Peak 7771 by Livingston Douglas

Elevation: 7,771 ft
Prominence: 311

Find Nearby Peaks

This peak is not in the book. Published November 2023

Peak 7771 is located southeast of Diamond Flat in the Webster Range in eastern Idaho. It sits above Boulder Creek at the south end of a narrow ridgeline. Peak 7771 is most easily climbed from FSR-107 to its west. USGS Diamond Flat

Peak 7771 (in mid-ground) as viewed from Peak 7580 to its northeast.
Livingston Douglas Photo


From ID-34, turn south onto [unsigned] Lanes Creek Cutoff Road. This unsigned junction is located 12.7 miles west on ID-34 from its eastern terminus and 5.5 miles west of the South Fork Trailhead parking area. Drive south (then southwest then south) on Lanes Creek Cutoff Road for 3.1 miles to an unsigned junction with FSR-107/Lander Cutoff Road. Turn left/east onto FSR-107 and reset your odometer. At 6.1 miles, cross Flat Creek.

At 9.9 miles, park in a pullout/campsite on the left/east side of the road before the road encounters mudholes and rougher terrain. This pullout is at 7,350 feet and 42⁰50’47”N, 111⁰12’33”W. The pullout is at the southeast end of Diamond Flat. This is the first leg of a 2-peak adventure that includes Peak 7771 and Peak 7580. It covers 9.0 miles with 1,550 feet of elevation gain round trip.

Map Errors

There is a decent jeep road on the west side of the north ridge of Peak 7771. This road is not shown on maps. There are two southbound jeep roads with unsigned junctions early in the road hike. Both of these side roads are not shown on the Caribou-Targhee National Forest map. These side roads ARE shown on the USGS topo map.

West Face, Class 2

The Climb

From the parking pullout, follow FSR-107 south then east then southeast for 1.2 miles to a junction with a weak 2-track side road on the left/east side of the road.  Go left/east at two unsigned road junctions early on. Leave the road here and head briefly east on the side road. Leave the side road and bushwhack east across a broad valley through sagebrush and other brush. Descend about 30-40 feet to cross Boulder Creek. Look for a spot that has the least amount of thick willows to bushwhack through. The stream is small but the creek drainage is somewhat deep.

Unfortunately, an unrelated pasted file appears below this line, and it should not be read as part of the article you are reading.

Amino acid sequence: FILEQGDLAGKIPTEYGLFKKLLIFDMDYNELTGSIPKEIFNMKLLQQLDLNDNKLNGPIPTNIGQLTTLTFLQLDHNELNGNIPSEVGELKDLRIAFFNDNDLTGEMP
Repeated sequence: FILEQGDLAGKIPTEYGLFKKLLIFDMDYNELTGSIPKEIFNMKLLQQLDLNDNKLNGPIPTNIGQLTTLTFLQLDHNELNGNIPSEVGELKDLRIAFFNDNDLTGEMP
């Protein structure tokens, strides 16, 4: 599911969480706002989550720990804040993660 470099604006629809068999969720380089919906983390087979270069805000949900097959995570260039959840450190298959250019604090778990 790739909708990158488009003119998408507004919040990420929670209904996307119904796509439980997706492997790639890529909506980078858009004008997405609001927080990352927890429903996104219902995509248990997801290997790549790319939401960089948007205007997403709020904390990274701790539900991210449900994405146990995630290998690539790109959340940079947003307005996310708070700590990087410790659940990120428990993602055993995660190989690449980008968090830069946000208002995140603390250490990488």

Once across Boulder Creek, climb east up the forested face to reach a shoulder high up. This face has some brushy areas but, overall, is not too bad. Follow the shoulder northeast up to the crest of the north ridge of Peak 7771. This ridge is a mess of brush and willows. Scramble right/southeast along the minor ups and downs of the ridge crest to reach the end of the ridge and the small summit perch. The summit is a mix of pines, brush, and boulders. There was no summit cairn nor any loose rocks with which to build one. This is clearly the high point.

Contrary to the USGS topo map, the entire north ridge and summit cap of Peak 7771 is forested and visibility is limited. There are some patches of open scrub/brush on the west face but they don’t last for long. The ridge road does not go all the way to the summit and I did not cross it on my ascent route, only on my descent route.

The summit of Peak 7771. Livingston Douglas Photo

East Face, Class 2+

The Climb

From the 7,260-foot connecting saddle with Peak 7771, return northwest then west to a slightly higher saddle at the head of the gully that separates the two peaks. From this saddle (7,340 feet), bushwhack  west then southwest to cross the north ridge of Peak 7771 just south of Point 7751. This is a punishing bushwhack in a forest that includes thick brush, willows, and copious deadfall. Once across the north ridge, head southwest then west to return to FSR-107 at the aforementioned side road. Follow FSR-107 northwest then west then briefly north to reach the parking pullout and your awaiting vehicle.

Summit view from atop Peak 7771. Livingston Douglas Photo

North Ridge, Class 2

The Descent

From the summit, scramble northwest then north along the forested ridge crest in reasonable pine forest. There are some areas of deadfall and willows to avoid. Leave the ridge and descend diagonally right/northeast in a dense pine forest that includes thick willows (in spots), brush, and deadfall. Find a hidden saddle at the head of a large gully that separates Peak 7771 from Peak 7580. The saddle area is forested in contrast to the open terrain that the USGS topo map suggests.

From the saddle, head east-southeast to another flat area. From there, bushwhack southeast then south to a splendid, semi-open, forested saddle at the base of the northwest ridge of Peak 7580. This is the 7,260-foot connecting saddle with Peak 7580 and concludes the first leg of today’s 2-peak adventure. Peak 7580 is up next.

Additional Resources

Mountain Range: Peale Mountains

Longitude: -111.1763   Latitude: 42.8420

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